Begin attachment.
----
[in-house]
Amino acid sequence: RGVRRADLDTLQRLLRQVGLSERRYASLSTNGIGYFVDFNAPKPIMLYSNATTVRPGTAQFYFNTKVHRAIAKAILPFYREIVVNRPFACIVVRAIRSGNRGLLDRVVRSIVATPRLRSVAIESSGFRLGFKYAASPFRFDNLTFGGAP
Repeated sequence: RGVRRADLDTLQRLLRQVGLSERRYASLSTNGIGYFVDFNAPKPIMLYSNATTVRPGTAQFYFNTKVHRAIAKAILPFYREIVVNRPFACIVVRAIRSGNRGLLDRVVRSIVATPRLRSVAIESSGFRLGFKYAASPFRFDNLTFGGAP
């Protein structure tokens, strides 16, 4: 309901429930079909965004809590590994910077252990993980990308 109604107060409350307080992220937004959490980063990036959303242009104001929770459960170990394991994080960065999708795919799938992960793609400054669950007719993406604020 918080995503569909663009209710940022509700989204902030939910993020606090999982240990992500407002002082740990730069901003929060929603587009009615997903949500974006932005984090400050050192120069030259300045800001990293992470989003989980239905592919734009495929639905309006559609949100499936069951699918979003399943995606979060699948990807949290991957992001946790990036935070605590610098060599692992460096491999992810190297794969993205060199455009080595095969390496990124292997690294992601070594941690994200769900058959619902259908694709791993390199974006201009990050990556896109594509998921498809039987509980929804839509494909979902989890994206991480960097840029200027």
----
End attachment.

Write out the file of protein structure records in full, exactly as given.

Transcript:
[in-house]
Amino acid sequence: RGVRRADLDTLQRLLRQVGLSERRYASLSTNGIGYFVDFNAPKPIMLYSNATTVRPGTAQFYFNTKVHRAIAKAILPFYREIVVNRPFACIVVRAIRSGNRGLLDRVVRSIVATPRLRSVAIESSGFRLGFKYAASPFRFDNLTFGGAP
Repeated sequence: RGVRRADLDTLQRLLRQVGLSERRYASLSTNGIGYFVDFNAPKPIMLYSNATTVRPGTAQFYFNTKVHRAIAKAILPFYREIVVNRPFACIVVRAIRSGNRGLLDRVVRSIVATPRLRSVAIESSGFRLGFKYAASPFRFDNLTFGGAP
């Protein structure tokens, strides 16, 4: 309901429930079909965004809590590994910077252990993980990308 109604107060409350307080992220937004959490980063990036959303242009104001929770459960170990394991994080960065999708795919799938992960793609400054669950007719993406604020 918080995503569909663009209710940022509700989204902030939910993020606090999982240990992500407002002082740990730069901003929060929603587009009615997903949500974006932005984090400050050192120069030259300045800001990293992470989003989980239905592919734009495929639905309006559609949100499936069951699918979003399943995606979060699948990807949290991957992001946790990036935070605590610098060599692992460096491999992810190297794969993205060199455009080595095969390496990124292997690294992601070594941690994200769900058959619902259908694709791993390199974006201009990050990556896109594509998921498809039987509980929804839509494909979902989890994206991480960097840029200027």